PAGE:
A major election issue for The Echo was Council’s failure with the tendering process.
Regulating commercial use of public spaces to ourselves, be it beaches or market sites, should not be an impossible feat.
It should allow established businesses to operate and not be bumped by cost. It should foster localisation where possible. This fault rests entirely with Council, both staff and councillors, not the businsesses who gave a ‘blind bid’ in the surf school tender process. There is little doubt staff and the outgoing/returning councillors have the knowledge to solve this, but the message is still muddled, which indicates confusion. And the result is inaction, which has affected the livlihood of those at the Byron Bay Surf School.
Here’s a clue: the NSW state government controls the supply of surf school licences. Does this not demonstrate that we are fooling ourselves and the state is ultimately in control?
It’s no secret that local government is not recognised by the constitution.
Here’s some of the things the state government has done to Council and this community:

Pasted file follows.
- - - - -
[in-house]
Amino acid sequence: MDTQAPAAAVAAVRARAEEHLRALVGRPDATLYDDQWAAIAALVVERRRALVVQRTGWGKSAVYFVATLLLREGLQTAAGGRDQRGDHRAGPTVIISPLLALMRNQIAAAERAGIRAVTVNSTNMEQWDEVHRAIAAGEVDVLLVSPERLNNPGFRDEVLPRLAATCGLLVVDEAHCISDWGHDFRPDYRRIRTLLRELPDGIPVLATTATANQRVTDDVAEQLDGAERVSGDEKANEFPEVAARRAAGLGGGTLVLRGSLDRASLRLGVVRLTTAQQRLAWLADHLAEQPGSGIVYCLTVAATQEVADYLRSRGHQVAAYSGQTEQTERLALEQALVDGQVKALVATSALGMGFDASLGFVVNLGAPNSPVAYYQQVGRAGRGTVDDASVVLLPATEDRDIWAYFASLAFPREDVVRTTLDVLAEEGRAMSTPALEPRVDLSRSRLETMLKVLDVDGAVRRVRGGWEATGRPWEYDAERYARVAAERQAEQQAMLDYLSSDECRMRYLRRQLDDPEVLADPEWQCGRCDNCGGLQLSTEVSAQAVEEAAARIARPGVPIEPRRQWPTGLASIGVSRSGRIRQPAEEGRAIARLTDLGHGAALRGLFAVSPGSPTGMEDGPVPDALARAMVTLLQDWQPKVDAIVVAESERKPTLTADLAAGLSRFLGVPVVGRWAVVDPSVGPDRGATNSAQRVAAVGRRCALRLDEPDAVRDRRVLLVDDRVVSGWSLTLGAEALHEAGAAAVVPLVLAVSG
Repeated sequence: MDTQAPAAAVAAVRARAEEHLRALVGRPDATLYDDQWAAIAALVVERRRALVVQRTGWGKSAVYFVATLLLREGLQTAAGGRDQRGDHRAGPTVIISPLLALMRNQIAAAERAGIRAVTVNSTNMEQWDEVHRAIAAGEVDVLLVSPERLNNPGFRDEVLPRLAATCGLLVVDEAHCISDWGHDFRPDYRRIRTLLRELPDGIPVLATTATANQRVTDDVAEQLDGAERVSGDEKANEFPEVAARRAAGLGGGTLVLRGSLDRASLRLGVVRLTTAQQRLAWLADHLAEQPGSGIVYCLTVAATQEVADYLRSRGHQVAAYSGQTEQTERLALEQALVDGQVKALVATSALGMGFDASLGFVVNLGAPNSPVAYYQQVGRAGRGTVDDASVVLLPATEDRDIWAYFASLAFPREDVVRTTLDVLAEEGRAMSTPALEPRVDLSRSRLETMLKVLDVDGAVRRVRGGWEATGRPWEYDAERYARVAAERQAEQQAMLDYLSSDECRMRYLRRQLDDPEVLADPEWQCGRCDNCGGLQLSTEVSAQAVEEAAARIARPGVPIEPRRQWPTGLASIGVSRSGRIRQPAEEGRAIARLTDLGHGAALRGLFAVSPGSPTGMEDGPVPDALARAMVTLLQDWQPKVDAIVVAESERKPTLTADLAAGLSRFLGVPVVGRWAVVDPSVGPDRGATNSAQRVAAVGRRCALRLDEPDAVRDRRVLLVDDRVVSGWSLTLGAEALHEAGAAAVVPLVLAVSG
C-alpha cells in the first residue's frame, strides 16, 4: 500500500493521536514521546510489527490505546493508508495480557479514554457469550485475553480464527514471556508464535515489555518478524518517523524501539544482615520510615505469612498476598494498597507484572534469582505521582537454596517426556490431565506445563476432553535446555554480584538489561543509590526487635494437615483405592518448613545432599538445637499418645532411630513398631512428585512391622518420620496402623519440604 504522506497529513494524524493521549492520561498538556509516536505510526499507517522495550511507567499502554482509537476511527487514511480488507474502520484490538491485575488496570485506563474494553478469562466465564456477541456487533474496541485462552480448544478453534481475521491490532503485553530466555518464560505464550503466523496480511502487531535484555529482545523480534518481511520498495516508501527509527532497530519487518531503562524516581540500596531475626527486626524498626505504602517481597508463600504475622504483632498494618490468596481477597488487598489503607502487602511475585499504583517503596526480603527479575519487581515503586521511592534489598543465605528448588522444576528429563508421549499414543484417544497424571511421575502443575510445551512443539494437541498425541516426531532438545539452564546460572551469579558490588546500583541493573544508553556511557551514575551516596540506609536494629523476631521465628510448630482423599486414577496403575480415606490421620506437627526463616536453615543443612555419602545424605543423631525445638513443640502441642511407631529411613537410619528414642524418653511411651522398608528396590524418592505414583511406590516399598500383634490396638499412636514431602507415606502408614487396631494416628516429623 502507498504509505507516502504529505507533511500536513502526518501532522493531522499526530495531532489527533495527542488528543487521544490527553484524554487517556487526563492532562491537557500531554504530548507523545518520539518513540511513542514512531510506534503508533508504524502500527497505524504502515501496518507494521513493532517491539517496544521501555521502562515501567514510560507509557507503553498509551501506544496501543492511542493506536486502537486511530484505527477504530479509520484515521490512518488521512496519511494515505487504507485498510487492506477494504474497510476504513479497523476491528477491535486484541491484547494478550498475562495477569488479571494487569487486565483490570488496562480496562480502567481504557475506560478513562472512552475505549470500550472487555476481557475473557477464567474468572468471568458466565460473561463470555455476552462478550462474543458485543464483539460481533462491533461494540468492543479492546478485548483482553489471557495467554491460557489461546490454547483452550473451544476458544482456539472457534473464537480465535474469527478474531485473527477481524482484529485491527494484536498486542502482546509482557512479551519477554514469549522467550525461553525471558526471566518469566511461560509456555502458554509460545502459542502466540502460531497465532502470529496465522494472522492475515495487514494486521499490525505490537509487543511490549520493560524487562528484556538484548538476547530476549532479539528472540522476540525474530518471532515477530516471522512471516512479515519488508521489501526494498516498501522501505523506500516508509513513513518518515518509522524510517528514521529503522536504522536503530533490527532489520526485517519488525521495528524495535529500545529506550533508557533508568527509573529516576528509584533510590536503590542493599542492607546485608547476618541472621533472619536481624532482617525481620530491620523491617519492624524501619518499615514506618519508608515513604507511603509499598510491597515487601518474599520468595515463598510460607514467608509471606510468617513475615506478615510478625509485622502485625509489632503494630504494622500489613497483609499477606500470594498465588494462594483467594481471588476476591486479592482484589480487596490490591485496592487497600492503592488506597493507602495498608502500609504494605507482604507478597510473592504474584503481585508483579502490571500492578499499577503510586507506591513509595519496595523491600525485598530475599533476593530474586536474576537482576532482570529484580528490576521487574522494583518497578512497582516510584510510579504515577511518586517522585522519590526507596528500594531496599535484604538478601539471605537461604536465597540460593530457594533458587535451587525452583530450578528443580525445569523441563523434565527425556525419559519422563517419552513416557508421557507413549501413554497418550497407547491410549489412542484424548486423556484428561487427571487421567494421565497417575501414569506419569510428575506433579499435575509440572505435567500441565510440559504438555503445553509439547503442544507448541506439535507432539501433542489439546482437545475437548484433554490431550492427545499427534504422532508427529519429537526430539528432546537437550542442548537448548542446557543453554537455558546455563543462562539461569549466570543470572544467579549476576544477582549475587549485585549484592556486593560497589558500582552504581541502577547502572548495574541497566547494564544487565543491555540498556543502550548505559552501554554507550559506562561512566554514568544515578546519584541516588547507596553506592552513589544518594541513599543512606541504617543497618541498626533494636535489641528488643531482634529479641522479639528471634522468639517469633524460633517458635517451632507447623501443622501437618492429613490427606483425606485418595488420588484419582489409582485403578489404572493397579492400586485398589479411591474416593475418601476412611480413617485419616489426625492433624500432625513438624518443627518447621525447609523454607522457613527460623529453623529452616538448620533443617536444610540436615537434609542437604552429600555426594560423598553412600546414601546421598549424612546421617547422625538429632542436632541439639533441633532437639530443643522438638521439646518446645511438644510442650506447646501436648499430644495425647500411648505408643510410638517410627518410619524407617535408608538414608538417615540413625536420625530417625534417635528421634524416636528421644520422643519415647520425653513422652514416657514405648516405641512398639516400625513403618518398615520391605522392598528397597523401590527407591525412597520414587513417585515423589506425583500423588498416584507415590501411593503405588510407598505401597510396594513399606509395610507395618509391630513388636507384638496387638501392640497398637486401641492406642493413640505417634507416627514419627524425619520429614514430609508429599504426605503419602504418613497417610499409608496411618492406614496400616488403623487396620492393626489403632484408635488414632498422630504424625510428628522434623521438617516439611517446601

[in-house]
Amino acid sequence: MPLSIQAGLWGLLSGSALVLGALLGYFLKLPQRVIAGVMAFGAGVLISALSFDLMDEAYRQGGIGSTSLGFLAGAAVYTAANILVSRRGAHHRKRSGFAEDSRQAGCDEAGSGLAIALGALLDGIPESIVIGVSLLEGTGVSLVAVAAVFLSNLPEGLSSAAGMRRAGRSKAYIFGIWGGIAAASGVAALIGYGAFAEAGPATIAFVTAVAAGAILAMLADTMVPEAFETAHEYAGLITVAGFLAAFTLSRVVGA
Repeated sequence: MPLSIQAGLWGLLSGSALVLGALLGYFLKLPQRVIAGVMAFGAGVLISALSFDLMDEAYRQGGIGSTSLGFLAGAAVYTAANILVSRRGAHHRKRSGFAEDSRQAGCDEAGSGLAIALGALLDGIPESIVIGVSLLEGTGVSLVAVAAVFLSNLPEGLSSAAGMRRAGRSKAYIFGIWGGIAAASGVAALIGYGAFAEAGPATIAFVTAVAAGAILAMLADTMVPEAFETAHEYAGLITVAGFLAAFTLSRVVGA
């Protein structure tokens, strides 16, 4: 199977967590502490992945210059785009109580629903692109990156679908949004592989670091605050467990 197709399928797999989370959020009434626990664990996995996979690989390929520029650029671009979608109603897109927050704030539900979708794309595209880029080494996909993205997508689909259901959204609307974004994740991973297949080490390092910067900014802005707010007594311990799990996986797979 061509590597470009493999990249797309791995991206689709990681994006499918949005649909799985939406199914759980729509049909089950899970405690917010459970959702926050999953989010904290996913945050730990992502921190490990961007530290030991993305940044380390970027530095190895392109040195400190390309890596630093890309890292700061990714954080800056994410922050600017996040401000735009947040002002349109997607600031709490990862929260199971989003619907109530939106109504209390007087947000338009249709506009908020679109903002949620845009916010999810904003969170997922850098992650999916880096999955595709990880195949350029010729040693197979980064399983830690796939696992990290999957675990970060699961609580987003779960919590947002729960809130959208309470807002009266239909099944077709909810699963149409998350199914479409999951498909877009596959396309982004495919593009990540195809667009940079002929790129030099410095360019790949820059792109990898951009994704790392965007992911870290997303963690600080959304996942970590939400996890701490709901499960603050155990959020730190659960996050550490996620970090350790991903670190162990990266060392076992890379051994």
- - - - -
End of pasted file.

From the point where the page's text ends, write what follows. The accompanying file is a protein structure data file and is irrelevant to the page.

They are apparently looking at splitting Fishheads’ rent from the Byron pool (leaving us with nothing) and they grabbed some Brunswick Heads caravan parks and turned them into commercial ventures that Council won’t benefit from.
The Echo looks forward to seeing whether Cr Woods’s claims of Greens mismanagement are indeed correct – or does the state do as it pleases? The state also doesn’t appear interested in funding a night doctor for Mullum hospital since our night cases are so low (despite overwhelming public opposition).
When asked directly whether E2 coastal zonings were scrapped from the draft LEP, Don Page ambiguously told The Echo, ‘Some aspects of Byron Council’s draft LEP don’t comply with the Department of Planning template and have been amended prior to public exhibition.’ Is that a dodge or doesn’t he know?
It should be acknowledged that as our local member of parliament, he now has clout in NSW parliament but remains ineffectual or uninterested in these issues. Having influence in the Sydney-based parliament would be hard for an outsider but we deserve better, even if it is tokenistic.
The great fear of course is that our lack of ability to self- regulate will land us with being administered directly by the state. As outgoing Jan Barham’s ‘freakout’ demonstrated at Thursday’s Council meeting over publicly talking about the tender process, ICAC is very familiar with us. Thankfully she added later in the day that amalgamation wasn’t on the cards as ‘nobody would have us’.
All the best for whoever wins on September 8.